For years, decks, elevated patios and balconies have been popular choices for homeowners when designing or remodeling their outside living spaces. However, until recently, decking options have been limited primarily to wood or composite materials. Natural stone, pavers and tile – while aesthetically appealing – are too heavy and difficult to install on traditional wood joist framing.
However, a new durable, plastic polymer grid system is facilitating the installation of stone up to 3-inches thick on elevated surfaces. Called the Silca System, it's designed to support the structural load across a 16-inch on-center span, which effectively opens up the entire range of stone options for elevated surfaces to include the use of natural stone pavers, travertine, pavers, slate, marble and tile.
“With traditional deck materials, it was nearly impossible to use stone on any elevated surface,” explains general contractor Jim Richardson of Richardson Brothers Construction & Demolition, located in Kendall, N.Y. “I wanted to offer stone decks to my customers, but any underlayment would have trapped moisture. Plus, the joist system would have to be significantly reinforced to support the weight.”
According to Richardson, whose company builds and remodels high-end, custom homes, many of his customers are naturally attracted to stone because it adds substantial value to their homes and increases the aesthetic appeal of the property while requiring little maintenance.
“In my opinion, no composite deck can compare to the beauty of a stone deck,” Richardson adds. “There’s something about the stone that adds style and class and just feels solid.”
Weather also presents concerns for stone materials. Due to freezing and thawing in New York (not to mention other regions that contend with cold weather), installing stone directly on the ground can have unexpected consequences.
“Even with thorough base preparation, the freezing ground, frequent thaws and ground settling make it very difficult to install stone on the ground,” Richardson explains. “As the years pass, pavers tend to heave up and down, requiring further upkeep and maintenance.”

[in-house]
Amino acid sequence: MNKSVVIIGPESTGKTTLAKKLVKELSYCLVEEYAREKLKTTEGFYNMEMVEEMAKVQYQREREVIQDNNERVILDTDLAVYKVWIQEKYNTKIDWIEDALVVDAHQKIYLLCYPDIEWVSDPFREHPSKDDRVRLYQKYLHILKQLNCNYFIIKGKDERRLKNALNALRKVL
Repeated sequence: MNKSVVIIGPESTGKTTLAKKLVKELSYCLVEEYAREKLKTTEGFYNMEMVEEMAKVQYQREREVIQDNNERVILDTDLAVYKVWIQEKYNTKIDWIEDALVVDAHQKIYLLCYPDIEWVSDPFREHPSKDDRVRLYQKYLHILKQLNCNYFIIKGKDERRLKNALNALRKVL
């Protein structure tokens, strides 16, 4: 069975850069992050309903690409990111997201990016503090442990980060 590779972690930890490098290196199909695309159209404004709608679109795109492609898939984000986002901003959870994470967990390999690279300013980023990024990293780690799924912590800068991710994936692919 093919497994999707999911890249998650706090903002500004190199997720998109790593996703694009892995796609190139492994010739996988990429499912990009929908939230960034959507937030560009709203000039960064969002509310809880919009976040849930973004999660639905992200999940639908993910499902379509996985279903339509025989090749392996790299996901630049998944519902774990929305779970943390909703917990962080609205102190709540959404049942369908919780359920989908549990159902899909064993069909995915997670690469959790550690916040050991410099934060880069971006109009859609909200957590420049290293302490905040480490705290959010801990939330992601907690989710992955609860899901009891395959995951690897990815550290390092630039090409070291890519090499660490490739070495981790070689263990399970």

Instead, by elevating the stone, “there is no more heaving, and the grass doesn’t grow between the pavers,” Richardson says.
Richardson adds that the installation of a stone deck with Silca grates is comparable in cost to traditional wood or composite decks, depending on the type of stone used.
“When you compare by square footage, the labor and material for installation, the costs for stone decks are very similar to wood or composite decks,” Richardson says.
About the System
Designed and manufactured by Sare Plastics, a custom injection molding operation, the Silca System is a deck inlay subflooring grid that can be used on new decks as well as retrofit applications.
Based on the hexagonal structure of beehives and manufactured from engineered polymers into 1 ½-inch- thick grids, the Silca Grates ensure a structural surface for natural stone and manufactured pavers. The system is certified to meet building standards by the ICC.
The Silca Grates are fastened to the deck joists 16 inches on center using four 3-inch deck screws coated for pressure-treated lumber. The grates can easily be cut to any length or contour using a circular, table or reciprocating saw.
“I had never seen anything like it before, but I was amazed at how easy it was to cut and install to match the shape of any elevated structure,” Richardson says. “I can use it to build anything my customer’s desire using stone, slate, or bricks – including two-story decks, two or three-tier decks, stairs. The possibilities are unlimited.”
Milka Pejovic is a technical writer based in San Diego, Calif.